The Basics of Illegal Insider Trading

UPDATED: May 2022

The Basics of Illegal Insider Trading - Illegal Insider trading is the purchase or sale of stocks or other securities based on information not available to the general public. It involves a direct breach of fiduciary duty or other violation of trust in which the trader uses insider knowledge to benefit financially.

The Basics of Illegal Insider Trading

Despite many high-profile incidents involving insider trading, many investors are still unsure about what it is, how it works, and why it's such a big deal. Essentially, insider trading violates key rules and regulations designed to keep the market fair for all investors.

Detailed rules regarding insider trading are complicated and generally vary from country to country. The definition of an "insider" can be significantly different under different jurisdictions. Some may follow a narrow definition and only consider people within the company with direct access to the information as an "insider." On the other hand, many also consider people related to the company officials as "insiders."

What Is Insider Trading?

Insider trading happens when someone makes an investment trade based on "material" information not publicly available. In market terms, material information is any detail that could affect a company's stock price. This information gives the individual an edge that few others have in the market. The trader must typically be someone who has a fiduciary duty to another person, institution, corporation, partnership, firm, or entity.

You can get into trouble if you make an investment decision based upon information related to that fiduciary duty if that information isn't available to everyone else.

How Insider Information Works?

Insider trading can also arise when no fiduciary duty is present, but another crime has been committed, such as corporate espionage. For example, an organized crime ring that infiltrated certain financial or legal institutions to systematically gain access to and exploit and use private information might be found guilty of such trading, among other charges for the related crimes.

Insider information allows a person to profit in some cases and to avoid loss in others. In either case, it's an abuse of someone's knowledge or position of power. It's illegal because it gives an unfair advantage to people who are "in the know." Those who have been prosecuted for insider trading include corporate officers, employees, government officials, and those who have tipped them off with insider information.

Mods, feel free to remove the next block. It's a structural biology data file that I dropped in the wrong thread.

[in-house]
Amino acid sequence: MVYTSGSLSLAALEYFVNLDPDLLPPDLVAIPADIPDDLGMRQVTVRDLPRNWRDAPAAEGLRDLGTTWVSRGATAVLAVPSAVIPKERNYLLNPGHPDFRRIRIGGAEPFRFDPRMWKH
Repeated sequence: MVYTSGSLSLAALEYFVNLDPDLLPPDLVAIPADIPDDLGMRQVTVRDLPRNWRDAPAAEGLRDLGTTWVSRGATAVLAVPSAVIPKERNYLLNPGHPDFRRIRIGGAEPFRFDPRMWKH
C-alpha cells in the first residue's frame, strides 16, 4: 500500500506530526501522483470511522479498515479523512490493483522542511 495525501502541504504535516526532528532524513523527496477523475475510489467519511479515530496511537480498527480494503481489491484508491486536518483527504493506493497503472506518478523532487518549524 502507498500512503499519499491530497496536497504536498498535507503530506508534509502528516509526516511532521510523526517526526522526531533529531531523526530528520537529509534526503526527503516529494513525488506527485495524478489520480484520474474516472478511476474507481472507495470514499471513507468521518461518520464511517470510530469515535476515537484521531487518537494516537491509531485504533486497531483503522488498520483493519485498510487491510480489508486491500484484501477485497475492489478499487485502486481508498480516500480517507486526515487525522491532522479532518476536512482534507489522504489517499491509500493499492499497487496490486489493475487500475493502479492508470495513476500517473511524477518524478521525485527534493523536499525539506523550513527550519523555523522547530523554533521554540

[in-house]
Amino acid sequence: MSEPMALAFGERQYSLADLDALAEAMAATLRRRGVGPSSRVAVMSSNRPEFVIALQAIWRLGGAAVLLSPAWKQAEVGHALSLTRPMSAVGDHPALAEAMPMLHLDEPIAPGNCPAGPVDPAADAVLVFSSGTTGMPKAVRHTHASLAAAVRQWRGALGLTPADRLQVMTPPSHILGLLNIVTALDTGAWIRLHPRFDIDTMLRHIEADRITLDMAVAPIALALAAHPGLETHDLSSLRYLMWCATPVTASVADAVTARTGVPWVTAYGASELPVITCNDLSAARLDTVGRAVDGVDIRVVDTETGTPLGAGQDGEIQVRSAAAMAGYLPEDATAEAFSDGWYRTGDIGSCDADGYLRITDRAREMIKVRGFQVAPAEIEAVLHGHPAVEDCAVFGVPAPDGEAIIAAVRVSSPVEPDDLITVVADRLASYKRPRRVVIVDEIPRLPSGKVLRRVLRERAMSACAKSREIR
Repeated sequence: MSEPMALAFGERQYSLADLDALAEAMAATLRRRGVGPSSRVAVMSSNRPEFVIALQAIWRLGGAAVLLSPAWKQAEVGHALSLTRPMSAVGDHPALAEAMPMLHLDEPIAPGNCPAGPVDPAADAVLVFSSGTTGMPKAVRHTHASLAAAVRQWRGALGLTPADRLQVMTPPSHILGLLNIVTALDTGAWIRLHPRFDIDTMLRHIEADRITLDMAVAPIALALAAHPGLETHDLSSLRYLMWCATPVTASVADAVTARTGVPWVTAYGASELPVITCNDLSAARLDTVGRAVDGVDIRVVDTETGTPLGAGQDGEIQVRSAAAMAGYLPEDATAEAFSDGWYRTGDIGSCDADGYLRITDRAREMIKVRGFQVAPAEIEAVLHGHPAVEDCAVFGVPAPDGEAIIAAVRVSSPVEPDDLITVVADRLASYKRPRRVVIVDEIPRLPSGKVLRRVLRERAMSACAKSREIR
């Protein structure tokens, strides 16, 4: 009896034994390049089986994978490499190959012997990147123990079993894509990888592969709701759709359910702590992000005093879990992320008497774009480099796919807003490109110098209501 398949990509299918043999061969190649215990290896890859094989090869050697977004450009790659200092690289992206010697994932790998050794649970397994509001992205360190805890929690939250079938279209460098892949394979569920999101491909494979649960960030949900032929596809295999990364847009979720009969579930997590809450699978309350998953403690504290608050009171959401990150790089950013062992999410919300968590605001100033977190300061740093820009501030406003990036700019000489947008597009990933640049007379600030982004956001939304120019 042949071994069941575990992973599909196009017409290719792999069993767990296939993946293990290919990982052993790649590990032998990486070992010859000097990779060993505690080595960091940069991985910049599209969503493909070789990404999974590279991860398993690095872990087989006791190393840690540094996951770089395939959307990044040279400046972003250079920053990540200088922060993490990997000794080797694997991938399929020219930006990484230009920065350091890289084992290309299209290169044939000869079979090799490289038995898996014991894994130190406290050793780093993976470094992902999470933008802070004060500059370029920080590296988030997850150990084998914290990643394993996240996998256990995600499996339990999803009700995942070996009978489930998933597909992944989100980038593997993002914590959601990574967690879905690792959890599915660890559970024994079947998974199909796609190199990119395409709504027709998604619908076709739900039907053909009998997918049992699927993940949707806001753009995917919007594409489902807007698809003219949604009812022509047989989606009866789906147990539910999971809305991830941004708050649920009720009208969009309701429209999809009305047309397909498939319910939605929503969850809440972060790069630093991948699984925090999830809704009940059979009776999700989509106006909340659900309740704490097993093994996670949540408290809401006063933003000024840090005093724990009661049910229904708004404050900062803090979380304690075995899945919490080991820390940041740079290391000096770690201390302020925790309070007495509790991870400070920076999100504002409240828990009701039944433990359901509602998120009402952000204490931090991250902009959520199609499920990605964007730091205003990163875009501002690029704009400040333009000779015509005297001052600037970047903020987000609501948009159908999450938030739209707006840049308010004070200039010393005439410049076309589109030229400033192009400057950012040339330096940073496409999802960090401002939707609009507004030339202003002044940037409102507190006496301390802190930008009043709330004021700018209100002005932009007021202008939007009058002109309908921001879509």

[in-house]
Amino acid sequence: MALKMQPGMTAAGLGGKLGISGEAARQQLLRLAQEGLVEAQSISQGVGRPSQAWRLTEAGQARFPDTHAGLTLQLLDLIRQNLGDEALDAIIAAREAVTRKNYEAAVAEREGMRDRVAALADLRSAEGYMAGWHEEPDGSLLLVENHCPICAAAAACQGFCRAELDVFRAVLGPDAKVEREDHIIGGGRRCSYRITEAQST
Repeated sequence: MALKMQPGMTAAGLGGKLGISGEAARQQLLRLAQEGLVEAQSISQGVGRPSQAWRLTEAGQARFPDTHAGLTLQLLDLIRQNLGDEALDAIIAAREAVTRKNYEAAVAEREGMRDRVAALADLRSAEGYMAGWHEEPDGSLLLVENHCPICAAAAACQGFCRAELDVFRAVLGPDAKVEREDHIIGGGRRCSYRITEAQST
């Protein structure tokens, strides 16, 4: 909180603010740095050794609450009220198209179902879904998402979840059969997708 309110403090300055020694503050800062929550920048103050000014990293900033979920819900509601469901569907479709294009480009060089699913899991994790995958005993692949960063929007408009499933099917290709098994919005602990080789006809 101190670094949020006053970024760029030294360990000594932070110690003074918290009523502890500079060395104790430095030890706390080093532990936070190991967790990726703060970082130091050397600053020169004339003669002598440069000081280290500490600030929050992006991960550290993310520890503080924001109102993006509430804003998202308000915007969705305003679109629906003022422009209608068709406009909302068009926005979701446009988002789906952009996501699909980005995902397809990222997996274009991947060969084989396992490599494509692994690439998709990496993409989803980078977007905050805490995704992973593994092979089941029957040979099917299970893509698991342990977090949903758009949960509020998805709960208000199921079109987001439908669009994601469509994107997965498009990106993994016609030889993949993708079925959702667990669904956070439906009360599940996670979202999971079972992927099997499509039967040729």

However, not all insider trading is illegal. Many factors must be considered before the Securities and Exchange Commission (SEC) will prosecute someone for insider trading. The main issues the SEC must generally prove are that the defendant had a fiduciary duty to the company and/or they intended to personally gain from buying or selling shares based upon insider information.

What Are the Penalties for Insider Trading?

Insider trading penalties generally consist of a monetary penalty and jail time, depending on the severity of the case. The SEC has moved to ban trading violators from serving as executives at publicly traded companies.


About the Author & How YOU Can Profit:  This article is the copyrighted product of the team at .

Buyback Analytics is a Top Tier Investing Platform to help investors find, analyze, and profit from investing opportunities not found through traditional investment tools. We specialize in this simple concept:  Follow the trades of Insiders - CONSISTENTLY PROFITABLE Traders, Investors, and Institutions because THEY get Inside Information that YOU don't:

LEGAL Insider Trading / Inside Traders (CEOs, CFOs, Corporation's Accountants & Attorneys, Politicians, etc.)
Stock Buybacks (Share Repurchases) by Public Corporations (ie. Apple, Tesla, Netflix, Meta (Facebook), Microsoft, etc.)
Market Moving Institutions (Examples: Market Makers, Investment Banks, Stock Brokerages, Hedge Funds, etc.)

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